New Economics

Business Innovation Economics

But let’s start with data. The new compilation is dubbed DINTEC™ (an
acronym for Data on INnovation TEchnology and EConomics). From it a
previously unknown equation called the Macroscopic Economic Lens
Formula, or MELF (whose name is explained later) has been discovered.
It incorporates new variables and works like this. Purchasers will pay more
for higher performing products and services (described in Economics as
having higher quality Q), while favoring a competitive duplicate C, offered
at a lower price P. In symbols Q = G (P, C, I). For the first time, the cardinal
quality of any product or service can be back-calculated from its price, a feat
currently unthinkable using incumbent hedonic methods.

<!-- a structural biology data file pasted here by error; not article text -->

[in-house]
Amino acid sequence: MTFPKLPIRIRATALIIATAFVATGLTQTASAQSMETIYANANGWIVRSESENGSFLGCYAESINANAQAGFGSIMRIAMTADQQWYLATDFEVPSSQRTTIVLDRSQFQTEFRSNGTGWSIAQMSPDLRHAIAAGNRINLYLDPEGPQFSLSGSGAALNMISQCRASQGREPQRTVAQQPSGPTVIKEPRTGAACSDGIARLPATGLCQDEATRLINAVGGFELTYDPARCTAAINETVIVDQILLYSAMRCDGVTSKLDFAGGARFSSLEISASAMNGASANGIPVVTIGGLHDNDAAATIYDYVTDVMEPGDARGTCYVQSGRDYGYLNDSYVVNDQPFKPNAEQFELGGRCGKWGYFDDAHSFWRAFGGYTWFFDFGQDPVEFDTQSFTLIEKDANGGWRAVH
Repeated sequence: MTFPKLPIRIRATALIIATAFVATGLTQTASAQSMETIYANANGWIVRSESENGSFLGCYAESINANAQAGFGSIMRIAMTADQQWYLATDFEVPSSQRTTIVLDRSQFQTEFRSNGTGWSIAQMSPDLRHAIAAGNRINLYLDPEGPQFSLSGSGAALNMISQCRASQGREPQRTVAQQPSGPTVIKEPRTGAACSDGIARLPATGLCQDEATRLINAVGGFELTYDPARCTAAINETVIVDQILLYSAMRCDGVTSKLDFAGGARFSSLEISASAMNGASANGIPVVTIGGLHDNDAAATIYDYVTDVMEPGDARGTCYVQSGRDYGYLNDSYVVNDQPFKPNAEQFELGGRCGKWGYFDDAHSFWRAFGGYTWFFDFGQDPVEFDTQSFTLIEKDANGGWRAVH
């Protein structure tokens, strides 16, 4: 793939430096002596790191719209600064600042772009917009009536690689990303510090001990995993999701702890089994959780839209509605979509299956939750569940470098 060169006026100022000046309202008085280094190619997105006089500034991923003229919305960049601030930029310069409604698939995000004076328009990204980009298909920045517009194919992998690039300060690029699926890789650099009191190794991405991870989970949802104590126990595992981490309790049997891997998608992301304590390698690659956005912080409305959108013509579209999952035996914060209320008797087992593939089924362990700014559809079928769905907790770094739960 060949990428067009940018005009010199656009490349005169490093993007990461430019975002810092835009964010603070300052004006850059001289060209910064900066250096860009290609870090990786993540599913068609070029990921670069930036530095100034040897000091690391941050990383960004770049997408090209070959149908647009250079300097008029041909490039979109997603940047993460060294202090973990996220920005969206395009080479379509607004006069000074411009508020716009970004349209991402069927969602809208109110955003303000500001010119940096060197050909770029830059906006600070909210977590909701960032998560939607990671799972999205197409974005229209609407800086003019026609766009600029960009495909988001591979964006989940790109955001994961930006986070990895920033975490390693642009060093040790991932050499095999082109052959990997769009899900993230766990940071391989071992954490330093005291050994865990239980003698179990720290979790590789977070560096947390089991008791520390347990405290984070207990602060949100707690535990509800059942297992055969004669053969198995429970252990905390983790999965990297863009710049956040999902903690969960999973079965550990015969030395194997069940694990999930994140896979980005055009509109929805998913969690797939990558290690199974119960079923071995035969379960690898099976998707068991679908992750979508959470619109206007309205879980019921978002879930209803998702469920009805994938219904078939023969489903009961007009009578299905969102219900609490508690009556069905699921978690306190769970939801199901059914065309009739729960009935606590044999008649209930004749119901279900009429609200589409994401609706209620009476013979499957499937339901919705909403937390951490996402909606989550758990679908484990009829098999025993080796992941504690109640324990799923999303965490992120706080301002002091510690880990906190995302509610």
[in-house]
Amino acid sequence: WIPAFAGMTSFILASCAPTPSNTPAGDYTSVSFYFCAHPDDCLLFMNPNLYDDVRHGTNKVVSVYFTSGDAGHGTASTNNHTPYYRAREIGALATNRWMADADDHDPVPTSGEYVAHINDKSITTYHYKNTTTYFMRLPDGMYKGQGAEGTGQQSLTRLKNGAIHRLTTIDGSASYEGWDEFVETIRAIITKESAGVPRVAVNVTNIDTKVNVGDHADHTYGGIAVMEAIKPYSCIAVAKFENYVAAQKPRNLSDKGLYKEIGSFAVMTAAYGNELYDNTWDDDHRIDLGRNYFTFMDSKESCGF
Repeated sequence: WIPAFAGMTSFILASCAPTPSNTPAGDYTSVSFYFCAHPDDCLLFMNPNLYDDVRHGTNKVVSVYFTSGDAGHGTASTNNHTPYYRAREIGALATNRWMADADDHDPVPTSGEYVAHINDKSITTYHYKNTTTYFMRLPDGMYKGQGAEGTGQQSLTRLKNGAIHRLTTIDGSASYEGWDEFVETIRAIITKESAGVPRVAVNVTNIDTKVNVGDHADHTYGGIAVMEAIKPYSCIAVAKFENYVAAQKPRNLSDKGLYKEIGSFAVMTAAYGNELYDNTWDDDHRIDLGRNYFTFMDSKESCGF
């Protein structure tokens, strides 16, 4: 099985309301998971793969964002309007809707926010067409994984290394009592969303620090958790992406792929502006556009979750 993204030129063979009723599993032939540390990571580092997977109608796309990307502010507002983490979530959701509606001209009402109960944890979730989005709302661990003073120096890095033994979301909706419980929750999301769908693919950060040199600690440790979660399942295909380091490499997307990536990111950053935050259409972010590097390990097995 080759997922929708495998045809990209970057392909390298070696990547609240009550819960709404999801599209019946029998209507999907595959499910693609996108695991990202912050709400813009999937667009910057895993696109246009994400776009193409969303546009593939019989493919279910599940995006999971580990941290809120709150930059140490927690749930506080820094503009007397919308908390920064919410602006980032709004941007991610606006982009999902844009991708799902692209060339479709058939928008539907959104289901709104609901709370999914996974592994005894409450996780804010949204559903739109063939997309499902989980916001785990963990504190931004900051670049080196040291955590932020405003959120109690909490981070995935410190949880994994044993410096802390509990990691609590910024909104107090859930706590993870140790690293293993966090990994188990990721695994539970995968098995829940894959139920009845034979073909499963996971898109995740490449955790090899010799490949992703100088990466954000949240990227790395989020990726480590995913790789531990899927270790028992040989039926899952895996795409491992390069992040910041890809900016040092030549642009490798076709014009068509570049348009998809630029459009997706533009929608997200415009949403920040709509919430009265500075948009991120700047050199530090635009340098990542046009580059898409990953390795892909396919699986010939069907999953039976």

The MELF is not a regression equation. Q is not an array of attributes (it’s a
single variable). Competition C does not have to be, and is not, perfect. And
exact algebra, more typical in Physics than Applied Economics connects Q,
C and P for the DINTEC™ goods it’s been tested against, and this validates
it for general use.
The MELF goes on to provide an algebraic link from quality to GDP (because
it relates a sum of qualities Sum:Q to a sum of prices Sum:P) and because
of exactness, this leads to an unprecedented 100% determination of
economic growth dominated by Quality.
To fit labor and capital to GDP, current macroeconomics generates a
residual called Total Factor Productivity, TFP, which is interpreted as a proxy
for the impact of innovations on growth. But the MELF provides an exact fit.
There is no residual. This breakthrough delivers a completely new understanding
of the role of innovation in growth accounting.